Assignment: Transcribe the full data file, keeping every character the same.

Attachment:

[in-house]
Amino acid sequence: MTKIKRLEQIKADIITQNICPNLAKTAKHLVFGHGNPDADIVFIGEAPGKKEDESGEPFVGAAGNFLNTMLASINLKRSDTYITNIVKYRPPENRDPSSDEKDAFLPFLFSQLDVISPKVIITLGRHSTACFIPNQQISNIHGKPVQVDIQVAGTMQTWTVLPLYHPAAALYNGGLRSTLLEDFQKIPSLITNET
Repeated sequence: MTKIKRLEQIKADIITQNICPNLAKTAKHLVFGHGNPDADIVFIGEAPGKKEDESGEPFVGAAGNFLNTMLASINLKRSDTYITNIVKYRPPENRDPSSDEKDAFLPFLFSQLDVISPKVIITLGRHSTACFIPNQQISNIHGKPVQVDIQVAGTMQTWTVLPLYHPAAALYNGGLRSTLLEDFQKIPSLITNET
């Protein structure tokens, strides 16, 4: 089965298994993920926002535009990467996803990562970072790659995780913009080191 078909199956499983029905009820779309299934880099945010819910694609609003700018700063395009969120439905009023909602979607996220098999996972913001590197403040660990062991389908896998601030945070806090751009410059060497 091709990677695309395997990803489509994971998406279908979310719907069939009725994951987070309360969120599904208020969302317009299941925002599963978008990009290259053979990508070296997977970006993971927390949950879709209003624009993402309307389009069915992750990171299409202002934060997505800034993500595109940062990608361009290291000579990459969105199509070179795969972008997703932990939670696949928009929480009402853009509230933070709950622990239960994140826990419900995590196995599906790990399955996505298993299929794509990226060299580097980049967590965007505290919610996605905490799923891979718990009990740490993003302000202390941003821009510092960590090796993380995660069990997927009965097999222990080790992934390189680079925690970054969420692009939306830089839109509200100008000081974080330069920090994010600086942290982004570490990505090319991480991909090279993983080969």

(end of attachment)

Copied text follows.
[in-house]
Amino acid sequence: MTKIKRLEQIKADIITQNICPNLAKTAKHLVFGHGNPDADIVFIGEAPGKKEDESGEPFVGAAGNFLNTMLASINLKRSDTYITNIVKYRPPENRDPSSDEKDAFLPFLFSQLDVISPKVIITLGRHSTACFIPNQQISNIHGKPVQVDIQVAGTMQTWTVLPLYHPAAALYNGGLRSTLLEDFQKIPSLITNET
Repeated sequence: MTKIKRLEQIKADIITQNICPNLAKTAKHLVFGHGNPDADIVFIGEAPGKKEDESGEPFVGAAGNFLNTMLASINLKRSDTYITNIVKYRPPENRDPSSDEKDAFLPFLFSQLDVISPKVIITLGRHSTACFIPNQQISNIHGKPVQVDIQVAGTMQTWTVLPLYHPAAALYNGGLRSTLLEDFQKIPSLITNET
């Protein structure tokens, strides 16, 4: 089965298994993920926002535009990467996803990562970072790659995780913009080191 078909199956499983029905009820779309299934880099945010819910694609609003700018700063395009969120439905009023909602979607996220098999996972913001590197403040660990062991389908896998601030945070806090751009410059060497 091709990677695309395997990803489509994971998406279908979310719907069939009725994951987070309360969120599904208020969302317009299941925002599963978008990009290259053979990508070296997977970006993971927390949950879709209003624009993402309307389009069915992750990171299409202002934060997505800034993500595109940062990608361009290291000579990459969105199509070179795969972008997703932990939670696949928009929480009402853009509230933070709950622990239960994140826990419900995590196995599906790990399955996505298993299929794509990226060299580097980049967590965007505290919610996605905490799923891979718990009990740490993003302000202390941003821009510092960590090796993380995660069990997927009965097999222990080790992934390189680079925690970054969420692009939306830089839109509200100008000081974080330069920090994010600086942290982004570490990505090319991480991909090279993983080969």